Ziggy Ansah's journey from BYU walk-on to starter is an interesting story in it's own right

Posted Apr 26, 2013

BYU coach Bronco Mendenhall knew they had something special in Ansah from the very first live play he was in, but it wasn't until last season that he saw NFL potential

Ziggy AnsahDE Ziggy Ansah
Ziggy Ansah's journey from Ghana to BYU to Detroit has been well documented over the last 24 hours, but his journey from walk-on athlete to starting defensive end at BYU is an interesting tale in it's own right.

"When I first knew we had something special in Ziggy, it was the very first live play he got in (in 2010)," BYU head coach Bronco Mendenhall said in a conference call Friday.

"(He) was just running down on a kickoff (and) was 10 to 12 yards ahead of the next closest cover man. To see someone that big running that fast, I just thought, ‘Wow, what an amazing thing.'

"I knew it was special for at least that play, but I didn't know it would be special in terms of the NFL."

That didn't come until this season, according to Mendenhall.

"He learned our defense so well we could use him in two or three spots," he said. "I thought, 'man, for him to have learned this much, this fast, and be doing it this well, with the size and speed he has,' I knew then he would have a great opportunity to play (in the NFL)."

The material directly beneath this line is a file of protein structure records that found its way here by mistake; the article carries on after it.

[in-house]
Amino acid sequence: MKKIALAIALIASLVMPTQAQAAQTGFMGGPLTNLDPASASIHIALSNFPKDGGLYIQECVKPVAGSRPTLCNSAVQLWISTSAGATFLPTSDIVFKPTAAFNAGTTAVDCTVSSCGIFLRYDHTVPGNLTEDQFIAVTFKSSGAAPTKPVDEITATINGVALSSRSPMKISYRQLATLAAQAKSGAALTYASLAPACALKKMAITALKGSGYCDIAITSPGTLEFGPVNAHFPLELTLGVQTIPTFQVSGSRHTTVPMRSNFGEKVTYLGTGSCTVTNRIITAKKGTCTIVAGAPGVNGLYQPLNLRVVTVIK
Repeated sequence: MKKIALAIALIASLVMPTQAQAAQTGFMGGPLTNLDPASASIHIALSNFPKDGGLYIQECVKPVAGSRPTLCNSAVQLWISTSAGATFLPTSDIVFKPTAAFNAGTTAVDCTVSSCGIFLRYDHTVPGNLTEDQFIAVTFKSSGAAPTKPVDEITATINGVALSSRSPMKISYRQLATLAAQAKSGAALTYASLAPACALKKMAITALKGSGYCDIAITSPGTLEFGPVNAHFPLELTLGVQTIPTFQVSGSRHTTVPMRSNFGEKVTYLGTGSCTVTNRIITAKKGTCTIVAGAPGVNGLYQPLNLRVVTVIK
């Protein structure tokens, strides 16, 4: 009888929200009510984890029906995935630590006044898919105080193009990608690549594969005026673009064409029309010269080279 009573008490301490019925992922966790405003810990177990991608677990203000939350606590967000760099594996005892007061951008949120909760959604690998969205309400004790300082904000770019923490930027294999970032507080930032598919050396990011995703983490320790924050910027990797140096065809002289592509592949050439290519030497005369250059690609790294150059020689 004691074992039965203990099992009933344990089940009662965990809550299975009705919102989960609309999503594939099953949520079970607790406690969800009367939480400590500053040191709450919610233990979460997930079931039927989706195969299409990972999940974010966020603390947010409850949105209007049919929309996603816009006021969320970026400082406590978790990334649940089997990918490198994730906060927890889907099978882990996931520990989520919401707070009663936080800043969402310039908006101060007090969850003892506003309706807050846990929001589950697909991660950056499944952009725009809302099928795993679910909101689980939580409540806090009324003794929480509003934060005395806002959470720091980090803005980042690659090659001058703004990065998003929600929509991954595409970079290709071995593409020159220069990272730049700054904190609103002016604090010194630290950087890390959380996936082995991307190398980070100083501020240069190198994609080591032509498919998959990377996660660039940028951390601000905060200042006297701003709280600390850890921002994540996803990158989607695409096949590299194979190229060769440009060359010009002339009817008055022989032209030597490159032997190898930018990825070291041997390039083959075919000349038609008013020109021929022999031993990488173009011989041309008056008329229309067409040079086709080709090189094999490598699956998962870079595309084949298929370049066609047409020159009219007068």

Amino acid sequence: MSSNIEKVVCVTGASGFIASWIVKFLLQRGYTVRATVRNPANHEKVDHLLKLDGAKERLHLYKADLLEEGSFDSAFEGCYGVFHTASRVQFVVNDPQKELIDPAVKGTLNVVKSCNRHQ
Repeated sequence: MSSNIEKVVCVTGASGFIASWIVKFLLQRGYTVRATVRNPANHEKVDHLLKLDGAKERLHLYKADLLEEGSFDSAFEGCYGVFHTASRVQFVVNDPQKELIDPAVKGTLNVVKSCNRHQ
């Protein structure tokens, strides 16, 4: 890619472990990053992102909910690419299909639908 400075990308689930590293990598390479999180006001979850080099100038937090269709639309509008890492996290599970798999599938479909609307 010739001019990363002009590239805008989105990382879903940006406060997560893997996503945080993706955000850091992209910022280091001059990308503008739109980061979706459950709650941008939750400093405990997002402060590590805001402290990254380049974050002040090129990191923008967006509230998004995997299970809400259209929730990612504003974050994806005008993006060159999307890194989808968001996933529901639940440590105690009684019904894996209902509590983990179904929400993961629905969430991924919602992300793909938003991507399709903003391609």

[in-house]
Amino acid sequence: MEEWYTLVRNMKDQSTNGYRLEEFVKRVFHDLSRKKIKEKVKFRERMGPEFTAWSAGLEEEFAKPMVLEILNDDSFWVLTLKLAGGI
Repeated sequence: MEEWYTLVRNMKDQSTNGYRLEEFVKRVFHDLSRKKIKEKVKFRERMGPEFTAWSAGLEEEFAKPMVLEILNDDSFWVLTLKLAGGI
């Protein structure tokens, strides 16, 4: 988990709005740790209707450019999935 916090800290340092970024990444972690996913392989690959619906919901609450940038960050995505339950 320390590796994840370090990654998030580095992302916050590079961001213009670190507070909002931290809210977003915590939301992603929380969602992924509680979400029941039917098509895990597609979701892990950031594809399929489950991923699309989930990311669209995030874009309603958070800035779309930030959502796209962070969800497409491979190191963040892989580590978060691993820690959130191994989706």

BYU used Ansah all over their defense last season and he finished with 62 tackles, 13 tackles for loss with 4.5 sacks.

Who knows if he would have gotten as many of those opportunities, though, had Eathyn Manumaleuna not suffered a knee injury.

Manumaleuna started the first four games at defensive end for BYU before suffering the knee injury. Ansah's playing time increased significantly because of it.

"Hard to say," Mendenhall said. "He might have been used even more diversely because we would have played him at outside linebacker in some situations.

"But the volume of plays he was allowed to make and maybe the volume of total snaps he played would have gone down. If Ethan hadn't of gone down, maybe Ziggy wouldn't be in the position he's in today. It's hard to speculate, but it certainly has to be considered."

No matter how the opportunity presented itself, Ansah made the most of it, which Mendenhall has no doubt he'll do in the NFL, too.

"Detroit's plans to use him as a wide rusher really highlights all of his strengths," he said. "He's very quick off the ball. I think he can become a master of his craft in terms of becoming a true technician only doing pass rush -- only handling the edge and maintaining leverage.

"The potential is unlimited. He's fast enough. He's quick enough. He's strong enough. He's a hard enough worker. He retains information well enough. He's consistent enough both on and off the field that there's really no down side.

"He's made the fastest assent I've ever heard of or seen or even believed was possible from not having played the game to being a first-round draft pick. And to me, there's zero reason why he can't do that from a first-round pick to whatever level they'd like him to perform at in a very similar time frame."